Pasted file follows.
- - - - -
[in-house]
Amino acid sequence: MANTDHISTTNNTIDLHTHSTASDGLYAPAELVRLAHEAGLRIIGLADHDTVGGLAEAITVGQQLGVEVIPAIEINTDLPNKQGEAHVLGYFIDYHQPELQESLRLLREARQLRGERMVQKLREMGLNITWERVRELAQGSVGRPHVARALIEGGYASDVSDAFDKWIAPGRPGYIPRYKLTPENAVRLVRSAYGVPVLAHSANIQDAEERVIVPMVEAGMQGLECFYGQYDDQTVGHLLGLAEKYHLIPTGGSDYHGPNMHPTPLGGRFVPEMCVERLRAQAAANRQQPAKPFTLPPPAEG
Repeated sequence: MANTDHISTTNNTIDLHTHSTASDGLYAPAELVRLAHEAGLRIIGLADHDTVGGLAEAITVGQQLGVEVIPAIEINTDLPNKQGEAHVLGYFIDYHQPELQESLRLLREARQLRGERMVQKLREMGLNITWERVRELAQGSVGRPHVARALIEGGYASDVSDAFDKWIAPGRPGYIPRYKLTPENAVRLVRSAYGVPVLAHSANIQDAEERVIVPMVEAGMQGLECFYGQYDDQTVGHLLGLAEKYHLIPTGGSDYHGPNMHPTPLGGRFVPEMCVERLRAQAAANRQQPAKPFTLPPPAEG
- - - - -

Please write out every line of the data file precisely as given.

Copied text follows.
[in-house]
Amino acid sequence: MANTDHISTTNNTIDLHTHSTASDGLYAPAELVRLAHEAGLRIIGLADHDTVGGLAEAITVGQQLGVEVIPAIEINTDLPNKQGEAHVLGYFIDYHQPELQESLRLLREARQLRGERMVQKLREMGLNITWERVRELAQGSVGRPHVARALIEGGYASDVSDAFDKWIAPGRPGYIPRYKLTPENAVRLVRSAYGVPVLAHSANIQDAEERVIVPMVEAGMQGLECFYGQYDDQTVGHLLGLAEKYHLIPTGGSDYHGPNMHPTPLGGRFVPEMCVERLRAQAAANRQQPAKPFTLPPPAEG
Repeated sequence: MANTDHISTTNNTIDLHTHSTASDGLYAPAELVRLAHEAGLRIIGLADHDTVGGLAEAITVGQQLGVEVIPAIEINTDLPNKQGEAHVLGYFIDYHQPELQESLRLLREARQLRGERMVQKLREMGLNITWERVRELAQGSVGRPHVARALIEGGYASDVSDAFDKWIAPGRPGYIPRYKLTPENAVRLVRSAYGVPVLAHSANIQDAEERVIVPMVEAGMQGLECFYGQYDDQTVGHLLGLAEKYHLIPTGGSDYHGPNMHPTPLGGRFVPEMCVERLRAQAAANRQQPAKPFTLPPPAEG